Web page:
The US should end its embargo on Cuba

Oct 24, 2022

The US should end its embargo on Cuba

Florida has long been home to Cuban immigrants fleeing the Fidel Castro regime and its successors. Since the island nation became a totalitarian state in 1959, its people have fallen victim to numerous human rights violations. Dissent is not permitted as the state squashes protests. However, the U.S. embargo on Cuba needs to come to an end.

The United States’ history with Cuba is complicated. Following the end of Spanish rule in 1898, the U.S. controlled the island as a protectorate. Even after Cuba gained independence, the Platt Amendment allowed the U.S. to continue intervening in the new nation’s affairs. The Movimiento 26 de julio, of which Fidel Castro was a leader, sprung up in opposition to the U.S.-backed dictator Fulgencio Batista. After Castro came to power, the U.S. began an embargo, effectively ceasing trade between the two nations.

The embargo, known in Cuba as el bloqueo, has severely limited Cuba’s potential to expand economically. Cuba is a mere 90 miles from the world’s largest economy, but it is financially marooned. Since the fall of the USSR, a major backer of Cuba, the island has been in despair. During the Special Period economic crisis of the 1990s, many Cubans facing starvation even resorted to eating cats.

Cuba’s government has been remarkably resilient; its people are the true victims of the embargo. Sanctions deprive Cubans of basic access to prescription drugs, food items, and consumer products. Moreover, the embargo has not succeeded in sparking regime change or reform in the Cuban government. It has only made life for Cubans more difficult.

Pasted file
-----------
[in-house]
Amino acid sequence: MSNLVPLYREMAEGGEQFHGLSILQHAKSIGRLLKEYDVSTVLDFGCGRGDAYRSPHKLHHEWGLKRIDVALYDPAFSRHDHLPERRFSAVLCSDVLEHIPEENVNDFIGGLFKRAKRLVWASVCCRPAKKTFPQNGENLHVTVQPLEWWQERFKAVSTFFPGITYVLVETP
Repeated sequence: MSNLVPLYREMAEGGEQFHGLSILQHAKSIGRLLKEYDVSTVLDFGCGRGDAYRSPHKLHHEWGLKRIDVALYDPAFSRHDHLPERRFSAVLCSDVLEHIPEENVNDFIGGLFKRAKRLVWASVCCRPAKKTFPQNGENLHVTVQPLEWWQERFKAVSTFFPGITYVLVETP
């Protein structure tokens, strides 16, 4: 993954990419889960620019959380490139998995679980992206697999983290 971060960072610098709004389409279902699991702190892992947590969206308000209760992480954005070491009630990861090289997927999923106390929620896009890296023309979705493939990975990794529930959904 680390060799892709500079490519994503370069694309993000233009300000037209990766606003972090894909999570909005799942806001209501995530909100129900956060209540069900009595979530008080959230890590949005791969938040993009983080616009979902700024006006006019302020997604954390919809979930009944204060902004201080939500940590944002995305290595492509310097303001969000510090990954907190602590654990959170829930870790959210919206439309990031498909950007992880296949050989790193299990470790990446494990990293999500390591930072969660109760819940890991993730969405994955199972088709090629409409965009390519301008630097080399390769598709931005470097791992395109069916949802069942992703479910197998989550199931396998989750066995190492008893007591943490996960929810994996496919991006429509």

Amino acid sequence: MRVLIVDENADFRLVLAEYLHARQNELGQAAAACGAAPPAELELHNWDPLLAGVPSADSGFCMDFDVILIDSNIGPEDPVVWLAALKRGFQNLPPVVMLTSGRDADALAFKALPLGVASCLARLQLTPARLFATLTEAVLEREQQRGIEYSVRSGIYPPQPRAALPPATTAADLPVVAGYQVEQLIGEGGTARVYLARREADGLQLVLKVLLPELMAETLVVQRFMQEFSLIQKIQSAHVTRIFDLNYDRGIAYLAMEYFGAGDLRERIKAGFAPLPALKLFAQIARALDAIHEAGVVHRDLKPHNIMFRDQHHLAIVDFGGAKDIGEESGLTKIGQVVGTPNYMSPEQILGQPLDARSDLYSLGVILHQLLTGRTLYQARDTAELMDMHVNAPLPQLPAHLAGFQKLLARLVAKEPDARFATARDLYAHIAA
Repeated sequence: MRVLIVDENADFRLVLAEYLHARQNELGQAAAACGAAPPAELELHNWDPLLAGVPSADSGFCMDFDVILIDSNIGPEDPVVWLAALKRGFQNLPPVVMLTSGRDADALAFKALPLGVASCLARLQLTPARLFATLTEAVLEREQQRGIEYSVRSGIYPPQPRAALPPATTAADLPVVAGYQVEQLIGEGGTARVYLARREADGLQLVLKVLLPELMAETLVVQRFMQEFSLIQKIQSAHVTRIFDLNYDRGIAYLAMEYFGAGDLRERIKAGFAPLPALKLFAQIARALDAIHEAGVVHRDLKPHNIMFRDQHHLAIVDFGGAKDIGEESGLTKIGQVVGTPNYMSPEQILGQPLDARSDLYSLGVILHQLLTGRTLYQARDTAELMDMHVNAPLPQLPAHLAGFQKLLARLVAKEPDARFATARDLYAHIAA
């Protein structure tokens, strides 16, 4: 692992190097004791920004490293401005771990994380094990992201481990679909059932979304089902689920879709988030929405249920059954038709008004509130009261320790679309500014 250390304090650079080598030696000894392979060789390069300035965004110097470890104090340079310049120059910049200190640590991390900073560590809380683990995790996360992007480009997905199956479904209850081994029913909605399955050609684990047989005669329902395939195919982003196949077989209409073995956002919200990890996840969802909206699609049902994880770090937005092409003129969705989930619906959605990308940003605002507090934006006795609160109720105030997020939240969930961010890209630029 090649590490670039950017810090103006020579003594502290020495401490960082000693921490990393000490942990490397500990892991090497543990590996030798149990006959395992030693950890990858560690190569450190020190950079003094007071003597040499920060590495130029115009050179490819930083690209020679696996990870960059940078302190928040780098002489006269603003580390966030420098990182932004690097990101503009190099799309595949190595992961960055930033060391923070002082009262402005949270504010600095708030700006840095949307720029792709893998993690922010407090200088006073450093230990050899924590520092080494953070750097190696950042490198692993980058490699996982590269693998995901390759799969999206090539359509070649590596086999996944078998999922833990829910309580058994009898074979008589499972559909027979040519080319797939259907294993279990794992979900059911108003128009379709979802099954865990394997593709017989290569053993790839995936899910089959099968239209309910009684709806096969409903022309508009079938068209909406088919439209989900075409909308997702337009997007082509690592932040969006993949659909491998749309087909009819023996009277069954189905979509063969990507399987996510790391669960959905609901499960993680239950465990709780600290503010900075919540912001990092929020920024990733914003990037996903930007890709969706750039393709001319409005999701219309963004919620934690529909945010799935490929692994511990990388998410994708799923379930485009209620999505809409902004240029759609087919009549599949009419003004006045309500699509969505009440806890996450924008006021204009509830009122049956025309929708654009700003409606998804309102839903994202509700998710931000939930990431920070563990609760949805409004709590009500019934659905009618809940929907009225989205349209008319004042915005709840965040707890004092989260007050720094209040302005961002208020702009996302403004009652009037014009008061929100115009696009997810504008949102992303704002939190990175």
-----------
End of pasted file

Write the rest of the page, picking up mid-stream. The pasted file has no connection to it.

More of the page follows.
The U.S. stands to benefit from ending the economic sanctions on Cuba as well. The U.S. Chamber of Commerce estimates that the U.S. has lost $1.2 billion annually and 6,000 jobs due to the embargo. Completely blocking off a potential trading partner only 90 miles from American shores is absurd. The effects are even greater in Florida, which would stand to benefit economically from renewed diplomatic relations.

Furthermore, 2.7 million Americans were born in Cuba or claim Cuban heritage. Tensions between the Cuban and U.S. governments have prevented relatives from seeing each other for three generations. Tourism revenue from Americans visiting Cuba and vice versa would be remarkable for both Florida’s and Cuba’s economies.

Economic reasons aside, easing relations with our neighbors in the Caribbean is important. Cubans and Americans would be able to interact politically and culturally for the first time in decades. It is hypocritical to promote democracy and human rights in Cuba while drastically restricting the island’s access to travel and cultural exchange.

Americans need to come to terms with the fact that the Cuban government is partially a product of failed foreign policy. We have witnessed this in multiple Latin American countries where the U.S. has intervened for its own benefit (Guatemala, Nicaragua, and Chile are just a few examples). Had the U.S. left Cuba alone during the first half of the 20th century, Fidel Castro’s revolution may never have taken place.

The Cuban government is by no means benevolent or innocent; it suppresses Cubans’ fundamental human rights repeatedly. Resuming relations with the island by no means endorses its government’s actions. It only alleviates the struggle that Cubans endure under the regime. The U.S. should be wary of relationships with supporters of oppression; however, the embargo on Cuba has failed to bring about any change. Ending it would improve the lives of both Cubans and Americans.